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  • The Sound of Silence: A Viewer’s Guide to Emma González’s March for Our Lives Speech1
  • Meredith Conti (bio)

The social media hashtag #whyididntreport recently materialized, as many hashtags are wont to do, in response to a presidential tweet. In this instance, President Trump took to Twitter to challenge the credibility of Dr. Christine Blasey Ford, who has accused Supreme Court Justice nominee Brett Kavanaugh of sexually assaulting her when they were teenagers. If Ford’s assault was as harrowing as she claimed, Trump asked his roughly 55 million Twitter followers, wouldn’t she have immediately filed charges against Kavanaugh or “call[ed] the FBI 36 years ago?” In the profusion of #whyididntreport testimonials that followed, sexual assault survivors deliberately troubled what many Americans view as an uncomplicated and unambiguous choice: to speak out or remain quiet as the victim of a traumatic crime.

Silence is a deeply political—and politicized—act. It is an instrument of protection, oppression, and repression. It can mask or reveal, invalidate or empower. If silence is golden, it is also violent. Silence is a state-of-being/doing that is often weighed and interpreted through perceptions of race, gender, class, and ability. And silence is consequential. In Quiet: The Power of Introverts in a World That Can’t Stop Talking (2013), Susan Cain contends that society’s “bias against quiet” has the potential to cause “deep psychic pain” for the introverted and reticent.2 Some US college fraternities preserve cultures of hazing by requiring oaths of silence, while monastic or meditational silences offer the religiously devout a means of drawing nearer to the divine. Despite its functional and conceptual slipperiness, however, silence seems most readily associated today with passivity, apathy, or cowardice.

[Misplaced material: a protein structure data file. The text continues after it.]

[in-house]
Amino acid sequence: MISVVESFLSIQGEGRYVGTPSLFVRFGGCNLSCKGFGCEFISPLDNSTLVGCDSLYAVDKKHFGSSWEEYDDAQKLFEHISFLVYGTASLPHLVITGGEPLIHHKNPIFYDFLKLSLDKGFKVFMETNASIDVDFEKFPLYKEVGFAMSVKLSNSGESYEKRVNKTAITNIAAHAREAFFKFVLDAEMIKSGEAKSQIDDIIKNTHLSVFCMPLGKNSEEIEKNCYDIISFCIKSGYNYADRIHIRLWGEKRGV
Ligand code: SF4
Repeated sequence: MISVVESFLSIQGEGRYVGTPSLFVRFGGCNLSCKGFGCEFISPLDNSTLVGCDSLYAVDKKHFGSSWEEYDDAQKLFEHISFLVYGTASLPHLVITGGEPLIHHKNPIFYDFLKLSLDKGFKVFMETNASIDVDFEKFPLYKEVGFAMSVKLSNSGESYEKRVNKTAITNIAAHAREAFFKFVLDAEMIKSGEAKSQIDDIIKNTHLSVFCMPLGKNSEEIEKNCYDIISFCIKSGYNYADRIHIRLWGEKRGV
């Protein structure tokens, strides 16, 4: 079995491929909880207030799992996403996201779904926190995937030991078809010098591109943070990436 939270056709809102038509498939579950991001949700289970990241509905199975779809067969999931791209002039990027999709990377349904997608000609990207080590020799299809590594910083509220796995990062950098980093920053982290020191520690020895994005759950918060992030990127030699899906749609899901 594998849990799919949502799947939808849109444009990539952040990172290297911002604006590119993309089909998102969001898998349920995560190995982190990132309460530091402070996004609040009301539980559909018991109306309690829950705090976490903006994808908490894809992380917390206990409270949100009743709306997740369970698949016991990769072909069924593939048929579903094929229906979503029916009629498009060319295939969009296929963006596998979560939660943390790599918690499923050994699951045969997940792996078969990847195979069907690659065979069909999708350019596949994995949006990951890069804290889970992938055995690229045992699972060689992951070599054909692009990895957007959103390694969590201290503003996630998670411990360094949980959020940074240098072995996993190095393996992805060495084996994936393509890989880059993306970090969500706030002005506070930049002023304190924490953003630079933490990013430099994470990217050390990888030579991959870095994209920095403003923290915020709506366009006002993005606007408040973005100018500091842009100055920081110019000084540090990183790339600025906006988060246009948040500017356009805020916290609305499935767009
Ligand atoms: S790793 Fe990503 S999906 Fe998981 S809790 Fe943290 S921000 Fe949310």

I have been thinking recently about how we might reanimate silence in a political environment that is overwhelmingly, relentlessly noisy. Not a shrinking silence, but a bold, capacious silence that pierces and then ruptures the seemingly impenetrable [End Page E-8] soundscape. At the March 24, 2018 March for Our Lives protest against gun violence in Washington, 18-year-old Emma González offered one potential model of reanimating silence in what Mother Jones’s David Corn hyperbolically labeled “the loudest silence in the history of US social protest.”

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Figure 1.

Emma González. (Source: YouTube, available at

Hours after the February 2018 shooting at Marjory Stoneman Douglas (MSD) High School in Parkland, Florida, a group of teenaged survivors advanced themselves to the frontlines of gun-reform activism. In “Look to the Crisis Actors,” my print “provocation” appearing in Theatre Journal’s December 2018 special issue on Post-Fact Performance, I repurpose the term crisis actor to describe the twenty-first-century activist who knowingly engages in the performative as a mode of political intervention. Like Adele Senior, Michael Shulman, Stephen Sachs, and Tiffany Antone, I regard the Parkland students’ efficacy as activists to be at least partly due to their deep ties to the school’s drama program. The outspoken, poised, and unapologetic González, although not a theatre artist, is a self-described “dramatic kid” whose capabilities as speechwriter, public speaker, and organizer have made her the unofficial face of the Never Again MSD Movement.

0:01 González arrives at the lectern and looks out at the throng of cheering protestors. She touches her cellphone screen and then raps her fingertips on the lectern’s top, a fleeting smile crossing her face; it is the only smile her audience will see during her seven-minute speech. She wears an army green jacket adorned with patches and pins reading “We Call B.S.,” “I Will Vote,” and “March for Our Lives,” anti-gun violence ribbons, and a button of a teenager’s photo (presumably a Parkland shooting victim).3 Sewn to her right sleeve is the Cuban flag, a symbol that will lead some online commentators to decry her communist aspirations and others to applaud her Cuban American pride. Of course, the optics of González’s activism incorporates more than her shaved head, the thin choker around her neck, her...


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